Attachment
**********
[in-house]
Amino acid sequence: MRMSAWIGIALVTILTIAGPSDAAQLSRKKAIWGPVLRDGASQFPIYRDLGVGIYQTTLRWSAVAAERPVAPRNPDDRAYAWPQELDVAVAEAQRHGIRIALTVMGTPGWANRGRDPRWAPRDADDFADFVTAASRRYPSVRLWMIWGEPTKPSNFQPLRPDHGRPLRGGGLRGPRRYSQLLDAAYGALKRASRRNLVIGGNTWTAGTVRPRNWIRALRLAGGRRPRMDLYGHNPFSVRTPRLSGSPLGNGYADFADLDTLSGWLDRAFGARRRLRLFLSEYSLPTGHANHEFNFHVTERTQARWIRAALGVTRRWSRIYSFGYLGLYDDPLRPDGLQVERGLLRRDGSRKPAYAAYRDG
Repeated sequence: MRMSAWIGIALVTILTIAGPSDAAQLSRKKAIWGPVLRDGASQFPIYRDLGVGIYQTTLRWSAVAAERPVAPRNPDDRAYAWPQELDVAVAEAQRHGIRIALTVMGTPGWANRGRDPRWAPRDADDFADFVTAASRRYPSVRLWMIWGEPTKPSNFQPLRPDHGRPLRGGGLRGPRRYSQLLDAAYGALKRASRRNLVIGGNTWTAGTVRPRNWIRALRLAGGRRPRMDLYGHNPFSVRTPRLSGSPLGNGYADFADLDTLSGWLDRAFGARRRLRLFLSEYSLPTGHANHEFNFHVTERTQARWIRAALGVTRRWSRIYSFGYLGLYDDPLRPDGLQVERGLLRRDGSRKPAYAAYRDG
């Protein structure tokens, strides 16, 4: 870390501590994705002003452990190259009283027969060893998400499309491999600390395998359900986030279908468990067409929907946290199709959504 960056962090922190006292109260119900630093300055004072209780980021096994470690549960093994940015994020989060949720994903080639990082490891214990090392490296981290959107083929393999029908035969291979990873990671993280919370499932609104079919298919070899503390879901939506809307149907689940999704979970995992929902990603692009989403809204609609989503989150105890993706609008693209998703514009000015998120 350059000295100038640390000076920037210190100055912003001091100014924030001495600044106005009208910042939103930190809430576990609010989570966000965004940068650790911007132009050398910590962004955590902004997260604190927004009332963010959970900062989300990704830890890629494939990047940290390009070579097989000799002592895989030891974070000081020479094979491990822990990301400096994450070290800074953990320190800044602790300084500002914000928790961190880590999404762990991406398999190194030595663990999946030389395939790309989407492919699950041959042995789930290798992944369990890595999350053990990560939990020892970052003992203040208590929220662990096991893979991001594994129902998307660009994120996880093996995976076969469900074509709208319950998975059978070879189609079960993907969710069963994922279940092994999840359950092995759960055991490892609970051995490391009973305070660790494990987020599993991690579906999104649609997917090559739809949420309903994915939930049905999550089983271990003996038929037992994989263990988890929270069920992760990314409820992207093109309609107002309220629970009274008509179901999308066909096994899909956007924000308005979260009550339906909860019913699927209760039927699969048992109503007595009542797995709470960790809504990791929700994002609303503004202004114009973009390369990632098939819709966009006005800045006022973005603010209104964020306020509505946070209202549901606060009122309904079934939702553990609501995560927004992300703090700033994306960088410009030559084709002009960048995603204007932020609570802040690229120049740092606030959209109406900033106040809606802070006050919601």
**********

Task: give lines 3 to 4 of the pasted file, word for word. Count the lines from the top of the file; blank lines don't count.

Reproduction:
Repeated sequence: MRMSAWIGIALVTILTIAGPSDAAQLSRKKAIWGPVLRDGASQFPIYRDLGVGIYQTTLRWSAVAAERPVAPRNPDDRAYAWPQELDVAVAEAQRHGIRIALTVMGTPGWANRGRDPRWAPRDADDFADFVTAASRRYPSVRLWMIWGEPTKPSNFQPLRPDHGRPLRGGGLRGPRRYSQLLDAAYGALKRASRRNLVIGGNTWTAGTVRPRNWIRALRLAGGRRPRMDLYGHNPFSVRTPRLSGSPLGNGYADFADLDTLSGWLDRAFGARRRLRLFLSEYSLPTGHANHEFNFHVTERTQARWIRAALGVTRRWSRIYSFGYLGLYDDPLRPDGLQVERGLLRRDGSRKPAYAAYRDG
């Protein structure tokens, strides 16, 4: 870390501590994705002003452990190259009283027969060893998400499309491999600390395998359900986030279908468990067409929907946290199709959504 960056962090922190006292109260119900630093300055004072209780980021096994470690549960093994940015994020989060949720994903080639990082490891214990090392490296981290959107083929393999029908035969291979990873990671993280919370499932609104079919298919070899503390879901939506809307149907689940999704979970995992929902990603692009989403809204609609989503989150105890993706609008693209998703514009000015998120 350059000295100038640390000076920037210190100055912003001091100014924030001495600044106005009208910042939103930190809430576990609010989570966000965004940068650790911007132009050398910590962004955590902004997260604190927004009332963010959970900062989300990704830890890629494939990047940290390009070579097989000799002592895989030891974070000081020479094979491990822990990301400096994450070290800074953990320190800044602790300084500002914000928790961190880590999404762990991406398999190194030595663990999946030389395939790309989407492919699950041959042995789930290798992944369990890595999350053990990560939990020892970052003992203040208590929220662990096991893979991001594994129902998307660009994120996880093996995976076969469900074509709208319950998975059978070879189609079960993907969710069963994922279940092994999840359950092995759960055991490892609970051995490391009973305070660790494990987020599993991690579906999104649609997917090559739809949420309903994915939930049905999550089983271990003996038929037992994989263990988890929270069920992760990314409820992207093109309609107002309220629970009274008509179901999308066909096994899909956007924000308005979260009550339906909860019913699927209760039927699969048992109503007595009542797995709470960790809504990791929700994002609303503004202004114009973009390369990632098939819709966009006005800045006022973005603010209104964020306020509505946070209202549901606060009122309904079934939702553990609501995560927004992300703090700033994306960088410009030559084709002009960048995603204007932020609570802040690229120049740092606030959209109406900033106040809606802070006050919601």